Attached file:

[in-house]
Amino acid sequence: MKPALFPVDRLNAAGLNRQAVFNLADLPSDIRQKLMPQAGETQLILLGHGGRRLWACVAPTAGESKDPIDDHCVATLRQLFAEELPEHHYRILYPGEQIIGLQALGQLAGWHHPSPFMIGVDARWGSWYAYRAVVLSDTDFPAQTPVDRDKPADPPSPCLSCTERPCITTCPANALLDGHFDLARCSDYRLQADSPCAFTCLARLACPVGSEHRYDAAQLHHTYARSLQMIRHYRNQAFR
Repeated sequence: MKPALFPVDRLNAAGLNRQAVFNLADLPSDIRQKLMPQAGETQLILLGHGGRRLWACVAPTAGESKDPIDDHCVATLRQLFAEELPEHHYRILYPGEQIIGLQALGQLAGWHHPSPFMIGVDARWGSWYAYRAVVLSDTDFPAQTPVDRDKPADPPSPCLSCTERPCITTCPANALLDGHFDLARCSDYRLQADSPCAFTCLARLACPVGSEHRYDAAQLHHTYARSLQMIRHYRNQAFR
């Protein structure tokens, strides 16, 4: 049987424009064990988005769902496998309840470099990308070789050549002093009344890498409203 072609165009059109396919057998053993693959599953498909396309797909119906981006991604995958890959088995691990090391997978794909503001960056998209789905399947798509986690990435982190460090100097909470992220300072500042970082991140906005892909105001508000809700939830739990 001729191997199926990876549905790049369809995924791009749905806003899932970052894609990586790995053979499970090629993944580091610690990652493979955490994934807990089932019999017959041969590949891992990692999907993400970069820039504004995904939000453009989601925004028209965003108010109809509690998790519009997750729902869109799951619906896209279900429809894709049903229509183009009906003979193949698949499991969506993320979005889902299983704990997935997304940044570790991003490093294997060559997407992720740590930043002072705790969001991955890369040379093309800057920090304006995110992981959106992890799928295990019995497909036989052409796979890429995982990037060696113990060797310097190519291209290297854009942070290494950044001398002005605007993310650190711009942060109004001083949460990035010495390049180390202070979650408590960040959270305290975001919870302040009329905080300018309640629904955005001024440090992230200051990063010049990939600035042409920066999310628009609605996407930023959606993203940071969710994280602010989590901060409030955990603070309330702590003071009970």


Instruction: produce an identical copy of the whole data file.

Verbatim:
[in-house]
Amino acid sequence: MKPALFPVDRLNAAGLNRQAVFNLADLPSDIRQKLMPQAGETQLILLGHGGRRLWACVAPTAGESKDPIDDHCVATLRQLFAEELPEHHYRILYPGEQIIGLQALGQLAGWHHPSPFMIGVDARWGSWYAYRAVVLSDTDFPAQTPVDRDKPADPPSPCLSCTERPCITTCPANALLDGHFDLARCSDYRLQADSPCAFTCLARLACPVGSEHRYDAAQLHHTYARSLQMIRHYRNQAFR
Repeated sequence: MKPALFPVDRLNAAGLNRQAVFNLADLPSDIRQKLMPQAGETQLILLGHGGRRLWACVAPTAGESKDPIDDHCVATLRQLFAEELPEHHYRILYPGEQIIGLQALGQLAGWHHPSPFMIGVDARWGSWYAYRAVVLSDTDFPAQTPVDRDKPADPPSPCLSCTERPCITTCPANALLDGHFDLARCSDYRLQADSPCAFTCLARLACPVGSEHRYDAAQLHHTYARSLQMIRHYRNQAFR
């Protein structure tokens, strides 16, 4: 049987424009064990988005769902496998309840470099990308070789050549002093009344890498409203 072609165009059109396919057998053993693959599953498909396309797909119906981006991604995958890959088995691990090391997978794909503001960056998209789905399947798509986690990435982190460090100097909470992220300072500042970082991140906005892909105001508000809700939830739990 001729191997199926990876549905790049369809995924791009749905806003899932970052894609990586790995053979499970090629993944580091610690990652493979955490994934807990089932019999017959041969590949891992990692999907993400970069820039504004995904939000453009989601925004028209965003108010109809509690998790519009997750729902869109799951619906896209279900429809894709049903229509183009009906003979193949698949499991969506993320979005889902299983704990997935997304940044570790991003490093294997060559997407992720740590930043002072705790969001991955890369040379093309800057920090304006995110992981959106992890799928295990019995497909036989052409796979890429995982990037060696113990060797310097190519291209290297854009942070290494950044001398002005605007993310650190711009942060109004001083949460990035010495390049180390202070979650408590960040959270305290975001919870302040009329905080300018309640629904955005001024440090992230200051990063010049990939600035042409920066999310628009609605996407930023959606993203940071969710994280602010989590901060409030955990603070309330702590003071009970």